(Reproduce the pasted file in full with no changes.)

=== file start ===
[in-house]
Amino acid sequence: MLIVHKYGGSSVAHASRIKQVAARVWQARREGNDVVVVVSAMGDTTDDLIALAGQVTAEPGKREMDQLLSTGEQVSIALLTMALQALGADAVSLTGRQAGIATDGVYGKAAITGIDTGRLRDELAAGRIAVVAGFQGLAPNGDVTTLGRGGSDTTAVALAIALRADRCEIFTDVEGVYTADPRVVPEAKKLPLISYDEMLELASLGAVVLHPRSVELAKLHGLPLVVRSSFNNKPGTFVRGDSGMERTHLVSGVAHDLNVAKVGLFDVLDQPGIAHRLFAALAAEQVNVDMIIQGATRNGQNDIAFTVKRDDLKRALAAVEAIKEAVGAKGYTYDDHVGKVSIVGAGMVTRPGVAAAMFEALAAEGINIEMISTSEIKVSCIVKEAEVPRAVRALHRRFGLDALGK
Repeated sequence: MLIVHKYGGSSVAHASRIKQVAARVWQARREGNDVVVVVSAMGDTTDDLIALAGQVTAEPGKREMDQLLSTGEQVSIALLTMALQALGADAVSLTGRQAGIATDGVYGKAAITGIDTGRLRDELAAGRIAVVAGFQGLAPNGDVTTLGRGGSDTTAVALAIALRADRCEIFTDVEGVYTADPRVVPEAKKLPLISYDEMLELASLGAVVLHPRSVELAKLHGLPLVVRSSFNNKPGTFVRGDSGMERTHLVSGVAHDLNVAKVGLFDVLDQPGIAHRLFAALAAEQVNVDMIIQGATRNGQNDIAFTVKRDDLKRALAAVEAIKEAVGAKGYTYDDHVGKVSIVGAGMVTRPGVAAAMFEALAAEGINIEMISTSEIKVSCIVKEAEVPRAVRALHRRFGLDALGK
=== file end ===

[in-house]
Amino acid sequence: MLIVHKYGGSSVAHASRIKQVAARVWQARREGNDVVVVVSAMGDTTDDLIALAGQVTAEPGKREMDQLLSTGEQVSIALLTMALQALGADAVSLTGRQAGIATDGVYGKAAITGIDTGRLRDELAAGRIAVVAGFQGLAPNGDVTTLGRGGSDTTAVALAIALRADRCEIFTDVEGVYTADPRVVPEAKKLPLISYDEMLELASLGAVVLHPRSVELAKLHGLPLVVRSSFNNKPGTFVRGDSGMERTHLVSGVAHDLNVAKVGLFDVLDQPGIAHRLFAALAAEQVNVDMIIQGATRNGQNDIAFTVKRDDLKRALAAVEAIKEAVGAKGYTYDDHVGKVSIVGAGMVTRPGVAAAMFEALAAEGINIEMISTSEIKVSCIVKEAEVPRAVRALHRRFGLDALGK
Repeated sequence: MLIVHKYGGSSVAHASRIKQVAARVWQARREGNDVVVVVSAMGDTTDDLIALAGQVTAEPGKREMDQLLSTGEQVSIALLTMALQALGADAVSLTGRQAGIATDGVYGKAAITGIDTGRLRDELAAGRIAVVAGFQGLAPNGDVTTLGRGGSDTTAVALAIALRADRCEIFTDVEGVYTADPRVVPEAKKLPLISYDEMLELASLGAVVLHPRSVELAKLHGLPLVVRSSFNNKPGTFVRGDSGMERTHLVSGVAHDLNVAKVGLFDVLDQPGIAHRLFAALAAEQVNVDMIIQGATRNGQNDIAFTVKRDDLKRALAAVEAIKEAVGAKGYTYDDHVGKVSIVGAGMVTRPGVAAAMFEALAAEGINIEMISTSEIKVSCIVKEAEVPRAVRALHRRFGLDALGK